This prevents exceeding the maximum and minimum speeds for the current configuration.

In other words, it helps to keep you from going too fast or too slow.

Botch this up, and you’ll likely be called in for a carpet dance in the Chief’s office.

Once there’s a problem with the slats or flaps, the system needs human intervention to prevent an overspeed event.

In other words, it’s up to you to ensure that flap speeds are respected.

 

Getting this part right is just the first of your worries,

There’s an ECAM and the QRH; I hope you’re in no hurry.

When guys first see a Slat or Flap problem, the ECAM looks pretty benign.

And without a deep familiarity with the QRH, most guys fail to appreciate the failure’s impact on landing speeds, landing distance and the go-around.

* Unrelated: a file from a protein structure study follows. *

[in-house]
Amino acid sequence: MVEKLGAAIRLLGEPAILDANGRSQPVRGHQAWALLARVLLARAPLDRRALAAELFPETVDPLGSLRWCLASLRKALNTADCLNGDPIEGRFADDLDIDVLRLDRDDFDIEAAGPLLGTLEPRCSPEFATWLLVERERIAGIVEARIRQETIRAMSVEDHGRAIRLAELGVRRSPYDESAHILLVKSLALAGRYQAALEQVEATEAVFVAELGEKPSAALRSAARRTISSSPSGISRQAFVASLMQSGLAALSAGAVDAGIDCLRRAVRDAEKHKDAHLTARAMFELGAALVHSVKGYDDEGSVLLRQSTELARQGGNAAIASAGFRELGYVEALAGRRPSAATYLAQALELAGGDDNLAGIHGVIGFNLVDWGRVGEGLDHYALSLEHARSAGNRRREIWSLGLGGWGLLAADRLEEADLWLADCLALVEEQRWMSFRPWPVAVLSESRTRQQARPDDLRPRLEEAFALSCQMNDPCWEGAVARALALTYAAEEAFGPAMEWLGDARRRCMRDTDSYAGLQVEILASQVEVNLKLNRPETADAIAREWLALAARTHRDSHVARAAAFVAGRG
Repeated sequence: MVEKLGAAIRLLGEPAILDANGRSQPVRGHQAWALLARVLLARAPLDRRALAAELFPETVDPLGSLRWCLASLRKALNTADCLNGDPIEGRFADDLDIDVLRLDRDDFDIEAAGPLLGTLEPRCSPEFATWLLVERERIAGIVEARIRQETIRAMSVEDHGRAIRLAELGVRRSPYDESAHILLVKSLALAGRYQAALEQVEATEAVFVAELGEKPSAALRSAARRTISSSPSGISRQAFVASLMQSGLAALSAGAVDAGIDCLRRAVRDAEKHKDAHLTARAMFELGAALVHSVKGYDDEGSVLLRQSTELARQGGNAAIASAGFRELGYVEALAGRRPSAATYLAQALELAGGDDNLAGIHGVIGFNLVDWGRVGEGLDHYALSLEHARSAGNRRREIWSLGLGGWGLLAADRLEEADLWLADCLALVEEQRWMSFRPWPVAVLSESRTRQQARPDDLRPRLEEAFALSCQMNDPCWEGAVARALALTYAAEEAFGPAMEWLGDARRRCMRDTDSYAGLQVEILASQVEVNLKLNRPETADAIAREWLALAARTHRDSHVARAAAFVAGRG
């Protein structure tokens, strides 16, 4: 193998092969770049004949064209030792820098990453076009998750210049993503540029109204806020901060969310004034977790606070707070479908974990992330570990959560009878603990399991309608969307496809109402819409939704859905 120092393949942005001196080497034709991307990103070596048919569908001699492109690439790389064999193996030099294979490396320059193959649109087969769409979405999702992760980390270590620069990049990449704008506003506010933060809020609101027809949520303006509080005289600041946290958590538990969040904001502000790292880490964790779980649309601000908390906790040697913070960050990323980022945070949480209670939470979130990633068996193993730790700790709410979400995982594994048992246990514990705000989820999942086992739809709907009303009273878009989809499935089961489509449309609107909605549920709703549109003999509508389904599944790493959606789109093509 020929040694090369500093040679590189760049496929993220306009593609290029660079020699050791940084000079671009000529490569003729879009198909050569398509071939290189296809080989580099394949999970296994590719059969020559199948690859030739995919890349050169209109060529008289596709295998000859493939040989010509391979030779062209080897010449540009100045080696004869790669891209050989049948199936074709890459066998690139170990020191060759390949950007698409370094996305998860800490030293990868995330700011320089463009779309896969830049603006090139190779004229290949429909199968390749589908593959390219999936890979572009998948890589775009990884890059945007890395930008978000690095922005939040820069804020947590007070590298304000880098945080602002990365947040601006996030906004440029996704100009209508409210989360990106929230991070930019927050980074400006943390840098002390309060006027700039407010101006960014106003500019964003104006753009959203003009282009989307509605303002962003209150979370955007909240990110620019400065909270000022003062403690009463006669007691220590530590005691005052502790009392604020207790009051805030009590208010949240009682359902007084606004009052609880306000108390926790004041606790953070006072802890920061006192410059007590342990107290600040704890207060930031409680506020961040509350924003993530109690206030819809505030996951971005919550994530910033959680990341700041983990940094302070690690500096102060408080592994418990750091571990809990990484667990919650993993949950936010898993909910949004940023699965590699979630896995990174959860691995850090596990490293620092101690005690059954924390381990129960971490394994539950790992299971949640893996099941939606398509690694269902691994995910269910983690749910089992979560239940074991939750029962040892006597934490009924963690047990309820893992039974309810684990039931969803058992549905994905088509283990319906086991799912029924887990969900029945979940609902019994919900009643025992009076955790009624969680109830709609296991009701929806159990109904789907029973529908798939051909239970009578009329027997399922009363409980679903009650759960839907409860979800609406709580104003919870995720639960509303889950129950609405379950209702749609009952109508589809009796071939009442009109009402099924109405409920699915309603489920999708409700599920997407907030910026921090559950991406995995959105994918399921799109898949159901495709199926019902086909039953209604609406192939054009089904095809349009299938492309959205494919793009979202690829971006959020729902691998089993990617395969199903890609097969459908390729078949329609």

This leads many pilots to think they can get it sorted pretty quickly.

However, dealing with a Slat/Flap problem correctly involves several steps and will take a bit of time to complete.

The QRH should be read and understood long before it’s required for an emergency.

Don’t let the worst time be your first time!

So guard the capacity in your brain.

Stop and think about obstacles and terrain

When dealing with any problem, it’s a good idea to operate according to the Airbus Sequence of Procedure.

That means the first thing we do is to perform:

  1. Memory Items/OEB Immediate Action Items

Once these are complete, and before ploughing into the ECAM, I think it’s always good Airmanship to consider obstacles, terrain and just where the fuck you’re going before getting stuck into the ECAM.

You got limits on fuel, altitude and speed.

So baby-maybe a hold is just what you need.

If your slats or flaps are stuck in an extended position after takeoff, drag increases, aircraft performance is impacted and continuing to the destination might not be possible.

And if your slats or flaps are stuck in an extended position after a go-around, continuing to the alternate might not be possible.